Increased outdoor air pollution attributable to wildfires is associated with greater health care services use and costs owing to a greater number of emergency department visits for urgent health conditions.41-43 As wildfire frequency and intensity increase across the world, we sought to study the short-term outcomes of wildfire-associated air pollution on skin health and health care use to inform patient care and public health practice. We hypothesized that acute exposure to wildfire-associated air pollution would be associated with increased dermatology clinic visits for AD or itch. The California Camp Fire posed a unique opportunity to test this hypothesis, since particulate matter generated by the fire caused a significant spike in air pollution concentrations for 2 weeks in San Francisco, California, located 175 miles from the site of the wildfire.37

    Methods

    We collected environmental data for San Francisco and clinical data for patients seen at the University of California, San Francisco’s dermatology clinics. Data were collected for 18 weeks encompassing the time before, during, and after the Camp Fire (October 2018-February 2019) as well as for the corresponding dates from previous years when there were no large wildfires close to San Francisco (October 2015-February 2016 and October 2016-February 2017). Fall 2017 was excluded because of the presence of regional wildfires during that time that affected air quality in San Francisco. Data analysis was conducted from November 1, 2019, to May 30, 2020. The study was approved by the University of California, San Francisco Institutional Review Board with waiver of informed consent.

    Exposure Assessment

    We collected daily 24-hour mean PM2.5 concentrations (micrograms per cubic meter) from the Bay Area Air Quality Management District’s air quality monitoring station in San Francisco.44 For all zip codes in San Francisco, mean daily smoke plume density scores, ranging from 0 to 3 (none, light, medium, and heavy), were collected from the National Oceanic and Atmospheric Administration Hazard Mapping System for Fire and Smoke.45 The Hazard Mapping System combines satellite-detected fire information with analysis of visible imagery. We found insignificant spatial variation in daily smoke plume scores across zip codes in San Francisco. Therefore, for our analysis, citywide population-weighted mean scores were calculated to characterize daily smoke plume density by using the number of residents in each zip code.46 Daily mean temperature and relative humidity for San Francisco were obtained from the National Oceanic and Atmospheric Administration Local Climatological Data47 because these factors may affect AD symptoms.22,23

    Patient Data

    Using specific codes from the International Statistical Classification of Diseases and Related Health Problems, Tenth Revision (ICD-10), outpatients for whom a dermatologist indicated a diagnosis of AD or itch at a clinic visit were identified during the periods assessed. The ICD-10 codes used for eczema/AD were L30.9, L20.82, L20.84, L20.9, H01.139, H01.136 L, H01.133 R, and L28.0 and, for itch, the codes were L29.9 and L29.8. Patients were excluded if they resided outside San Francisco (approximately 20% of the original group). Patients’ age, sex, and race/ethnicity, prescribed AD medications for adult patients, and the total number of visits for any skin health–related concern were also recorded. The medication data for pediatric patients with AD were excluded because of low counts.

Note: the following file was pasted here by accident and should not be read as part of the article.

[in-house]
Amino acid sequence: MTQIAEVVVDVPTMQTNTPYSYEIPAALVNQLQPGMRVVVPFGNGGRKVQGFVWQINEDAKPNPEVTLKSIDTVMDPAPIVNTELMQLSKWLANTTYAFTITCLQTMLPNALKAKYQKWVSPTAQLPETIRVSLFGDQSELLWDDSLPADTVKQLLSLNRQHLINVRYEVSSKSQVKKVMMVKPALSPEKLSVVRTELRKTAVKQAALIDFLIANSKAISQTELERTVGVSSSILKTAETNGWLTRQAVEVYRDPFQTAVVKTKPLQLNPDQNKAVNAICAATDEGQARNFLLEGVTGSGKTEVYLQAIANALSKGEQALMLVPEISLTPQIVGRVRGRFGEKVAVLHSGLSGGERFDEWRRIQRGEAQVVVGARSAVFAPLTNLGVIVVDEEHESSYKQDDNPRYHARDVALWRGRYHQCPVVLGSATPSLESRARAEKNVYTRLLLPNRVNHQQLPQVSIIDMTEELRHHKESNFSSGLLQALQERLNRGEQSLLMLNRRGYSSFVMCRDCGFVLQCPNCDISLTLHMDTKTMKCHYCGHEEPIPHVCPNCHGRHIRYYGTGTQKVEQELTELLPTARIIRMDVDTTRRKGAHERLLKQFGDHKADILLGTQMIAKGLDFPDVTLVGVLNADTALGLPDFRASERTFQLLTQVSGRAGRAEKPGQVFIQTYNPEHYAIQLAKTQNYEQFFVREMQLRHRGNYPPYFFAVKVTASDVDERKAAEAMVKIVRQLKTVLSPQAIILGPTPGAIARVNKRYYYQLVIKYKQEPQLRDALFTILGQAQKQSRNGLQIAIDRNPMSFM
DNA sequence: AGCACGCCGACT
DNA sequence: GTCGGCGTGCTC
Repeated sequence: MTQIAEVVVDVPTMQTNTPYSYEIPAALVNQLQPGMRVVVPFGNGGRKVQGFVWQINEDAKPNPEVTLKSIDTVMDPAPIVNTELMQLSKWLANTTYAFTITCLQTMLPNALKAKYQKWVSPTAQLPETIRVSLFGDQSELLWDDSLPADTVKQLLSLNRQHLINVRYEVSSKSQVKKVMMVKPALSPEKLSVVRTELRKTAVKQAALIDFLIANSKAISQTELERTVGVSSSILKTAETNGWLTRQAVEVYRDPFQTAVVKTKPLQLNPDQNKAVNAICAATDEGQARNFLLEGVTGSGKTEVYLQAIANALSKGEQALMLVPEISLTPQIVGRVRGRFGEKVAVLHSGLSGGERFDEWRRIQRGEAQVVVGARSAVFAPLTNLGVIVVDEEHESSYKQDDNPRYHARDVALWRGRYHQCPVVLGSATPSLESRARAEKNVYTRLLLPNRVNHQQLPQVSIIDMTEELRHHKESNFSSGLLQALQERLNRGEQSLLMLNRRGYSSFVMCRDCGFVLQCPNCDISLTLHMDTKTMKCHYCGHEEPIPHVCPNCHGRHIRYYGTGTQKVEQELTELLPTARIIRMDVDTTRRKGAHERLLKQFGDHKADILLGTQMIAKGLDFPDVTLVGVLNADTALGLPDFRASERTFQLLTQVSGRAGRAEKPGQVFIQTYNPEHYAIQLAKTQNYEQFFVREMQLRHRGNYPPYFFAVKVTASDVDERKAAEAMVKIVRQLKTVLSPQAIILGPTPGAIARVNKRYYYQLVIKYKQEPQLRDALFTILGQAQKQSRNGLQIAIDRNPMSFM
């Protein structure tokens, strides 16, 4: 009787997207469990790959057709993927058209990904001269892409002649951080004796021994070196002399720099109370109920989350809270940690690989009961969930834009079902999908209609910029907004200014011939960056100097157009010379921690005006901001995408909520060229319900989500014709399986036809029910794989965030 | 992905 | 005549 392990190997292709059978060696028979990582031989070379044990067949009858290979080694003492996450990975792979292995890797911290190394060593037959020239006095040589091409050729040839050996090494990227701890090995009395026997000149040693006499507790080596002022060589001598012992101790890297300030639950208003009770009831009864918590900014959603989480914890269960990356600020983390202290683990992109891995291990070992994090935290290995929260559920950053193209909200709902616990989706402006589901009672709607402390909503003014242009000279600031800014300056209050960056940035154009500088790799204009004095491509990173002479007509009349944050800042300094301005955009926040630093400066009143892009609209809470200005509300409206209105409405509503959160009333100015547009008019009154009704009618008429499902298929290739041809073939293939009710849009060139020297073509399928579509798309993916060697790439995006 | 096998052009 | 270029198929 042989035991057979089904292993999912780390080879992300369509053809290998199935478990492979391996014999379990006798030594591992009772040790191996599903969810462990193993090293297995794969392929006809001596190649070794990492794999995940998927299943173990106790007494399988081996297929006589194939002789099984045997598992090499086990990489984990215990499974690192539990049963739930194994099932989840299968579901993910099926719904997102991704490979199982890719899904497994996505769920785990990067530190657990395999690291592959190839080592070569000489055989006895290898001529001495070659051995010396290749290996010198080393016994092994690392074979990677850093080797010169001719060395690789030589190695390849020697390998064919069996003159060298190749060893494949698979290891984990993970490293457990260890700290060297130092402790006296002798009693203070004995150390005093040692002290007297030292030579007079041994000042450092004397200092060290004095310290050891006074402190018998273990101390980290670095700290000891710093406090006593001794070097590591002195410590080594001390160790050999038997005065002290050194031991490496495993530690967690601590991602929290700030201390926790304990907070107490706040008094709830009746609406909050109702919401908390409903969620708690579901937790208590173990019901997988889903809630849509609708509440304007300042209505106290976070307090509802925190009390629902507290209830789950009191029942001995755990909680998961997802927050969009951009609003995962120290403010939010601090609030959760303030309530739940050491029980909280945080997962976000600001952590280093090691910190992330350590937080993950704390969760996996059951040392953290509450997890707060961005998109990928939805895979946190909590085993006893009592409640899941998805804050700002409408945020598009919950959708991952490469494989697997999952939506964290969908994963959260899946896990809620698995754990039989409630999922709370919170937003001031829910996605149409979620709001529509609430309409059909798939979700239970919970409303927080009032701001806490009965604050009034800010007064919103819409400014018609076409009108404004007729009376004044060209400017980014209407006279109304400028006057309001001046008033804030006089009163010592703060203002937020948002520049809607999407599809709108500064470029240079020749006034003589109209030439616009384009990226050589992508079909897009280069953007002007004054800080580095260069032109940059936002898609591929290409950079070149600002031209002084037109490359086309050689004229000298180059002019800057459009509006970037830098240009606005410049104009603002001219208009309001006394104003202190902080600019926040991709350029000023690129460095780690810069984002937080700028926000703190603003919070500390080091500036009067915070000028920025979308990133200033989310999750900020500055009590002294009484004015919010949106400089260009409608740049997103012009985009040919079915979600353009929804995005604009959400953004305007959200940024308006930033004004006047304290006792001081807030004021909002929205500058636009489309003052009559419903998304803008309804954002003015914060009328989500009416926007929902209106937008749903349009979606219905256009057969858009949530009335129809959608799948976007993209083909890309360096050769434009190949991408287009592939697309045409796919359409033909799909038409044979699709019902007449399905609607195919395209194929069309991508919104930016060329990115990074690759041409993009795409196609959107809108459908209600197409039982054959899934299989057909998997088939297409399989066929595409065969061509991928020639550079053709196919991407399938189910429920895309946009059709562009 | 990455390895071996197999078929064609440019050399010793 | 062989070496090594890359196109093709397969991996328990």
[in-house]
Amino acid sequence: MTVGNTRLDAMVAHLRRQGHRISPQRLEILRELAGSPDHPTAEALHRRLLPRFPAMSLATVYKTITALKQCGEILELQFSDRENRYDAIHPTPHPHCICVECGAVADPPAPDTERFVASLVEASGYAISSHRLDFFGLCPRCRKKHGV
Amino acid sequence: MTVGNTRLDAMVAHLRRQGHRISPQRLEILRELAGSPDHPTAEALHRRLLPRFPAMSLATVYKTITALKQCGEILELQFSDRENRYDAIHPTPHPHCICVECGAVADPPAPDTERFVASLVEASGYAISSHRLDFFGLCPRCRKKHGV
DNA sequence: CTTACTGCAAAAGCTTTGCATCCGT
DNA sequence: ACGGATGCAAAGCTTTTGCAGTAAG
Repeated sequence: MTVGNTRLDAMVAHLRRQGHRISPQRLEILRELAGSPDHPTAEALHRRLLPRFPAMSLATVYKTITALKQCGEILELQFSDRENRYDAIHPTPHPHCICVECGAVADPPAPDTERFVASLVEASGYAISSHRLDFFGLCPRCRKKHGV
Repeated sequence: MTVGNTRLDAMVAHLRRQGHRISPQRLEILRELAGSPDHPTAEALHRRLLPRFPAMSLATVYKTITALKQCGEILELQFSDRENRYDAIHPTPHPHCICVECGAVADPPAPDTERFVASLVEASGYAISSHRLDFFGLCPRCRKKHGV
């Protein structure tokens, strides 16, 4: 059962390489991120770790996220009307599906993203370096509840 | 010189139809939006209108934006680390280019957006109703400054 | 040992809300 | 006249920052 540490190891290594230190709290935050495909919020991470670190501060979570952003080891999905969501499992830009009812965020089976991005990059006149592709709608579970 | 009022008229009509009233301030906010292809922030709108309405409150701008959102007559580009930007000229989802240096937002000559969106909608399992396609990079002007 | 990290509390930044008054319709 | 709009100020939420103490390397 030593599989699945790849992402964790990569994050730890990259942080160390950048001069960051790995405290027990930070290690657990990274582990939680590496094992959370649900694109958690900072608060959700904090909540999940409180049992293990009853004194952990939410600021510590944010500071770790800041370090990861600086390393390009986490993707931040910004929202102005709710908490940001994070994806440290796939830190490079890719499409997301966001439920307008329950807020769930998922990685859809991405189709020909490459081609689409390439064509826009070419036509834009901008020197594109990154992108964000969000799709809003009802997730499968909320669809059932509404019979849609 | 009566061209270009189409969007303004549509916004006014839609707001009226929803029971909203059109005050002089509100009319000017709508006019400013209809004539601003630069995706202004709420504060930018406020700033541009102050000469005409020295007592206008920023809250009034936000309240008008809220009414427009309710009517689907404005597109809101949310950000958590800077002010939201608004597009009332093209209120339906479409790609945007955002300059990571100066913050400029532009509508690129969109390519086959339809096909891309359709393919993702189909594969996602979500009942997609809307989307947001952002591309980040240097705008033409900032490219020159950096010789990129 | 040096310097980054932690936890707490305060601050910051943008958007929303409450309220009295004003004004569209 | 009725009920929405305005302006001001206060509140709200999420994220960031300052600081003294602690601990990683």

Statistical Analysis

    Exposure, outcome (counts), and covariate data were aggregated on a weekly basis for analysis. We calculated the weekly sum of clinic visits and prescribed medications and the weekly mean PM2.5 concentration, smoke plume density score, temperature, relative humidity, and age of patients. The counts for weekly visits and medications displayed underdispersion; therefore, we used a generalized Poisson regression model.48,49 Counts from pediatric and adult patients were analyzed separately. Each outcome was analyzed in models that included a specific exposure metric as the primary predictor: fire status (a binary indicator of whether a wildfire occurred during a week), plume density score, or PM2.5. To account for potential delays in seeking care during a wildfire or developing symptoms following exposure, four 1-week cumulative exposure lags were constructed for each exposure metric and analyzed independently in separate models. The 1-week exposure lags estimate the delayed effects of exposure by representing a fixed amount of passing time. For example, cumulative lag 1 includes pollution exposure during a given week and from the week before, and cumulative lag 2 includes pollution exposure during a given week and from the previous 2 weeks. Covariates in the models included average temperature, relative humidity, patient age, and period (2015-2016, 2016-2017, or 2018-2019). In addition, each model included an offset variable, the logarithm of the weekly total number of dermatology clinic visits for any skin health–related concern, to account for changes in the number of practicing dermatologists and total weekly patient volume both within and across years. The models also included a holiday week indicator variable that accounted for weeks that had US national holidays, such as Thanksgiving. We compared the rates of patient visits and prescriptions during the exposure period vs the nonexposure period.